In the driver’s cabin are Madison Henneberry and Margaret Matte with leader Lisa Matte standing; in back cabin are Jessical Fillio and Kerri McCarron with Sara Henneberry sitting on runner.
When asked what they would like to do for their Bronze Award, Troop 12379 of Salem was quick to answer. Help children in need. How to help was the next question. The girls quickly devised a plan. They realized that giving a child something to hold onto, something they could call their own, when faced with a scary situation would be a most comforting gift. There was no better way to reach these children than by the girls’ gifts riding in the back of an emergency response vehicle! The Town of Salem was happy to be receiving and distributing the handcrafted blankets, pillows, and bears.
The girls called on the good people of Malden Mills to help with the cost of the 100-plus yards of material that they would use for their project. They raised over $200 through fall product and cookie sales. Several of the girls and their families donated additional supplies, their time, and their talents to this project.
Troop 12379 then called on a long-standing friend of the town, Salem Kenpo Academy. Knowing that they had recently moved to a larger facility, the girls imposed, asking them to open their doors to them. For three months, they welcomed the girls in as they crafted handmade items across their expansive dojo, moving out of their space to give the girls room to work, even allowing them to store the entire arsenal until it was ready to be donated to the town.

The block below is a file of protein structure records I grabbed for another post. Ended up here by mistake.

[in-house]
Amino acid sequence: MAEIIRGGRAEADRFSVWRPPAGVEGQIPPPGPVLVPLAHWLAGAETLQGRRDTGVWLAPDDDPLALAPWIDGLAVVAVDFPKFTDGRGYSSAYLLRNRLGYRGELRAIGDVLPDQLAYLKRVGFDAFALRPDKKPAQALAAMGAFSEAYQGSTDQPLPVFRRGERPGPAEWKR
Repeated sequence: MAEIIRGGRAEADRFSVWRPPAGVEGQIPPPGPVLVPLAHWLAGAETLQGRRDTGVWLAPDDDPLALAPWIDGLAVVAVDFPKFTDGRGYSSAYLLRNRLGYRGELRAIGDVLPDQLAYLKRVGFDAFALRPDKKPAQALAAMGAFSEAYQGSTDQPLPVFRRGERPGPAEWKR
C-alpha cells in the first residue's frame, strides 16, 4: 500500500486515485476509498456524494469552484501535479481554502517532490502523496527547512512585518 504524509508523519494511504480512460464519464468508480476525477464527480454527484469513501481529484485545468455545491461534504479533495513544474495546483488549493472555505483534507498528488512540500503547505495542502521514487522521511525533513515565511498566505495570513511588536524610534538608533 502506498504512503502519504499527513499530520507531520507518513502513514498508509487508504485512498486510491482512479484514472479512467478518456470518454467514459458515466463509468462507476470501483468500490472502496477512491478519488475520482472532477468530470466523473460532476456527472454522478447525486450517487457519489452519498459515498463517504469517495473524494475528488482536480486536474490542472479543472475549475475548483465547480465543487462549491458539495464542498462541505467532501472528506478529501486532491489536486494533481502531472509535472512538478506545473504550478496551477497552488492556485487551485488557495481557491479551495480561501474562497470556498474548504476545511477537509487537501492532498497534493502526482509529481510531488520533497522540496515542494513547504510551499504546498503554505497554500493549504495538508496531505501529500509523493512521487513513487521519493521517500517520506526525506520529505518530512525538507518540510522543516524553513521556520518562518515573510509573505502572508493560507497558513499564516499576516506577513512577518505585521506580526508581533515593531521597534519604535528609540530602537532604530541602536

The seven girls of Troop 12379 worked for months, each putting in over 15 hours of individual time crafting these gifts. This has earned them their Bronze Award. The Bronze Award is the highest award attainable at the Junior Level of Girl Scouting. Doug Devine met with the Troop at the Main Street Fire House as the girls carried in their gifts. There to present the 39 blankets, pillows, and bears were Jessical Fillio, Madison Henneberry, Margaret Matte, Kerri McCarron. Absent, but still earning their Bronze Award, were Michelle Rheaume, Emilie Rose, and Samantha Sousa.
Margaret Matte helps move the stuffed animals and blankets into the fire station.
A gas leak, apparently caused by a hit-and-run driver, forced the evacuation of the Mall at Rockingham Park on the morning of Wednesday, May 6. Salem Fire Department was called at approximately 11:30 a.m. Firefighters discovered that a one-inch gas line located near the food court was broken and leaking propane. Mall officials began emergency evacuation; approximately 10 minutes later they were able to stop the evacuation process as the gas had been turned off.
Worst-case scenario would have been if the gas had been ignited because it could have caused a large explosion; fortunately, that did not happen.
Salem Police Department was contacted. It is believed that a driver struck the side of the building, causing the gas line breakage, and he then drove off. There are no suspects or witnesses.
Faith Hazelton, after her speech that touched many hearts
The 9th annual Dinner and Evening of Entertainment sponsored by the Salem High School Key Club was held recently at the Salem High School Davis Gymnasium. Almost 200 people showed up for an evening of enjoyment.
A home-cooked meal was elegantly served under little white lights decorating the gym. Many raffles were sold, with prizes of high quality and worth. The entertainment was non-stop, from beginning to end — Jenn Dunn and her family sang; Melissa Paris and Hilary Gorgol performed Irish Stepdancing; Zara Ali sang; Anisha Kalyani and Jerusha Thedsanamoorthy performed a regional dance; Project Percussion performed; Junior ROTC performed; Mike Vinci and Davis Sprague played acoustic guitars; Spanos performed a piano duet; and there were more dance performances, more piano solos, a flute solo, and some salsa dancing by Ernis Polanco; Anthony Grace ended the night with Rap.